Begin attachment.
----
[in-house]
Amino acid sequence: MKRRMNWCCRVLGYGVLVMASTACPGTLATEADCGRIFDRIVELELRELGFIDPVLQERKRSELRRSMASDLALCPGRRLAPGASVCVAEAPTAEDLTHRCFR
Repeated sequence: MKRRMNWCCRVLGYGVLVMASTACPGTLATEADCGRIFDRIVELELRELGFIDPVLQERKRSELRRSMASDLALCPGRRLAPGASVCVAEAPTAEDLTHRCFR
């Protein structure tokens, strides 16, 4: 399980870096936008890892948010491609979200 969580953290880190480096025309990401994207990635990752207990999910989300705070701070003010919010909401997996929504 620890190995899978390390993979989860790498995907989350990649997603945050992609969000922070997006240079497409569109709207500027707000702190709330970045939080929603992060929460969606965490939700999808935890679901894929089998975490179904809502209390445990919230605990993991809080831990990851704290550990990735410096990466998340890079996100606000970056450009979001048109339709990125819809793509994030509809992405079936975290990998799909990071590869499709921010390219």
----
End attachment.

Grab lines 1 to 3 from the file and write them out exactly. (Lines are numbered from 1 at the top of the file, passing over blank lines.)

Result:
[in-house]
Amino acid sequence: MKRRMNWCCRVLGYGVLVMASTACPGTLATEADCGRIFDRIVELELRELGFIDPVLQERKRSELRRSMASDLALCPGRRLAPGASVCVAEAPTAEDLTHRCFR
Repeated sequence: MKRRMNWCCRVLGYGVLVMASTACPGTLATEADCGRIFDRIVELELRELGFIDPVLQERKRSELRRSMASDLALCPGRRLAPGASVCVAEAPTAEDLTHRCFR